# Problem involving work.

1. Sep 28, 2011

### Joyci116

1. The problem statement, all variables and given/known data
A 100-g bullet is fired from a rifle having a barrel 0.600 m long. Choose the origin to be at the location where the bullet begins to move. Then the force (in newtons) exerted by the expanding gas on the bullet is 15 000 + 10 000x -25000x^2, where x is in meters. (a.)Determine the work done by the gas on the bullet as the bullet travels down the length of the barrel. (b.) What if? If the barrel is 1.00m long, how much work is done, and how does this value compare with the work calculated in part (a.)?

m=100g
x=0.600m
F=15 000N +10 000x-25 000x^2, x is meters

2. Relevant equations
F=kx
w=.5k$\Delta$x

3. The attempt at a solution
I did tried to find k, using F=kx.
k=F/x=15 000N+10 000x-(25 000x^2/x)
=(15 000N/x)+10 000-25 000x

I also tried to find work, using the w=.5k$\Delta$x equation.
w=.5(15 000N/x)+10 000-25 000x*.600

I am having trouble working this out problem.
1. The problem statement, all variables and given/known data

2. Relevant equations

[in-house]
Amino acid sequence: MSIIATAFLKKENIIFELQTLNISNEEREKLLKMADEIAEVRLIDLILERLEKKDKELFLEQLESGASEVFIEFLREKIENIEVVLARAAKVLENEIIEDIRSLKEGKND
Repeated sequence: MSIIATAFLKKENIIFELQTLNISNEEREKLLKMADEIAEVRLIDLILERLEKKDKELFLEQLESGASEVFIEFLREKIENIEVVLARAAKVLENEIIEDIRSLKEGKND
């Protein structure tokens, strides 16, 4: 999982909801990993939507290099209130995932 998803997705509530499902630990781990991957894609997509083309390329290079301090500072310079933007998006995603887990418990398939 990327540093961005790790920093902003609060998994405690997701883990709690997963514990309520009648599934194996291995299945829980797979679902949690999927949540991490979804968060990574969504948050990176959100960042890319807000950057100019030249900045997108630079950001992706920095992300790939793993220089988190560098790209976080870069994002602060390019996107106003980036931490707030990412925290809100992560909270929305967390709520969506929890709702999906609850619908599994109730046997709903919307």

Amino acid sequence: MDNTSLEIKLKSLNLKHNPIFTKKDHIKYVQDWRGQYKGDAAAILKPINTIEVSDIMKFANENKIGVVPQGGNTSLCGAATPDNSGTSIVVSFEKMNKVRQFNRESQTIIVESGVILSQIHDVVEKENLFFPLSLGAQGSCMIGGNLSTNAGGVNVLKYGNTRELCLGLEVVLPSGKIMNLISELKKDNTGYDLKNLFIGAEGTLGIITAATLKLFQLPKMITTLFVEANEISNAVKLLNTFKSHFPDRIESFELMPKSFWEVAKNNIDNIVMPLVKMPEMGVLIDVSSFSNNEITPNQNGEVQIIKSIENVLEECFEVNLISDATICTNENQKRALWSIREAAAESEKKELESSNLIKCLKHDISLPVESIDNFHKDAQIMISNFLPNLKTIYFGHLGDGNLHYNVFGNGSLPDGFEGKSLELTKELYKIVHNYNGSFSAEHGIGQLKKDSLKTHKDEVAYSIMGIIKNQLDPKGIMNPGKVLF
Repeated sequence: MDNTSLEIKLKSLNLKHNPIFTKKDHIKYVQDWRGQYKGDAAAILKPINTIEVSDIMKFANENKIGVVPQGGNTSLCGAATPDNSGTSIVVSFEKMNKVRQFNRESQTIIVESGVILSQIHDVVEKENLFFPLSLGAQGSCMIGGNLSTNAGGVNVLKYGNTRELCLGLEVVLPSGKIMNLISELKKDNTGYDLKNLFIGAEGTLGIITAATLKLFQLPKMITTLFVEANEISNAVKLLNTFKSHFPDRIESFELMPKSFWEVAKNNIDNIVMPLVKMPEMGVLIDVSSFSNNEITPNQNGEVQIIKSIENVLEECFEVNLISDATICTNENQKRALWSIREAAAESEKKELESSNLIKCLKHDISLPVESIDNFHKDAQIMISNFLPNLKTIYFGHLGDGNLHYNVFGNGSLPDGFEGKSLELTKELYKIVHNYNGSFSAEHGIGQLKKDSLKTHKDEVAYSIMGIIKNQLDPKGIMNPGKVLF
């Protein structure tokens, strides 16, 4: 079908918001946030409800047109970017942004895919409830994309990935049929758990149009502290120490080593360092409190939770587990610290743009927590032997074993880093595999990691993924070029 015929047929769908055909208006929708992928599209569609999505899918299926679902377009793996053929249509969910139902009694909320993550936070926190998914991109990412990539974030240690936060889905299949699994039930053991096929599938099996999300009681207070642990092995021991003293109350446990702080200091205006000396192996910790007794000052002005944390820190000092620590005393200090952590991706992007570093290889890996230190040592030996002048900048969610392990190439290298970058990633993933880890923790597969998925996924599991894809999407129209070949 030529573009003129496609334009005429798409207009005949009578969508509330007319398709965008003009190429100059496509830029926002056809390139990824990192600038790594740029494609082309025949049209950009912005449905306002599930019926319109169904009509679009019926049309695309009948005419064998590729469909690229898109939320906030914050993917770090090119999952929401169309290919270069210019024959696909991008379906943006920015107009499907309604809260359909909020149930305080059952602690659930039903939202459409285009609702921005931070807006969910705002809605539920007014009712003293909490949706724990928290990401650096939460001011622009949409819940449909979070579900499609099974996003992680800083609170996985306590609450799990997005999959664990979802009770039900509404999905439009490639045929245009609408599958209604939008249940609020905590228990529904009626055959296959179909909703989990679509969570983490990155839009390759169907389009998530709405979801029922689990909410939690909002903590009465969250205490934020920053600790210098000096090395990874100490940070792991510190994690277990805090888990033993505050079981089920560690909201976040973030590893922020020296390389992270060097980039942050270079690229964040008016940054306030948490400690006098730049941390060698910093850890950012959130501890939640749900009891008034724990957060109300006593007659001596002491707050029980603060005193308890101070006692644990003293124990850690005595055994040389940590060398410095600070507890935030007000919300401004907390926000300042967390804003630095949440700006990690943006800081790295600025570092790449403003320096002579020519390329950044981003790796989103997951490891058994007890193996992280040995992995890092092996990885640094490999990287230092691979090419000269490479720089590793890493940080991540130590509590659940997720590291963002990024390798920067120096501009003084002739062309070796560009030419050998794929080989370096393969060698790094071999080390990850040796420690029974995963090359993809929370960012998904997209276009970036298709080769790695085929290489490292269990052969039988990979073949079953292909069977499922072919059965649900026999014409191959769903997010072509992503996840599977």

3. The attempt at a solution

2. Sep 28, 2011

### danielakkerma

Hi,
Make sure you take the integral of the force for the work, in that:
$\displaystyle W = \int_0^x{Fdx}$

3. Sep 28, 2011

### Uniquebum

You are given the force as a function of x.
F(x) = ( 15000 + 10000x -25000x^2 )N

Work = Force * Distance --> W = Fd
Distance is simple, d = 0.6m

Force depends on the position of the bullet in the rifle. Thus you integrate the force function over distance 0m -> 0.6m.

That should give you about 9kN.

Then you just calculate W = 9000N * 0.6m which is aroundish 5400Nm.
The b part is simple after that. Hopefully i did it right :).

4. Sep 28, 2011

### Joyci116

Thank you so much. One of my problem was that I didn't do was the integral of work.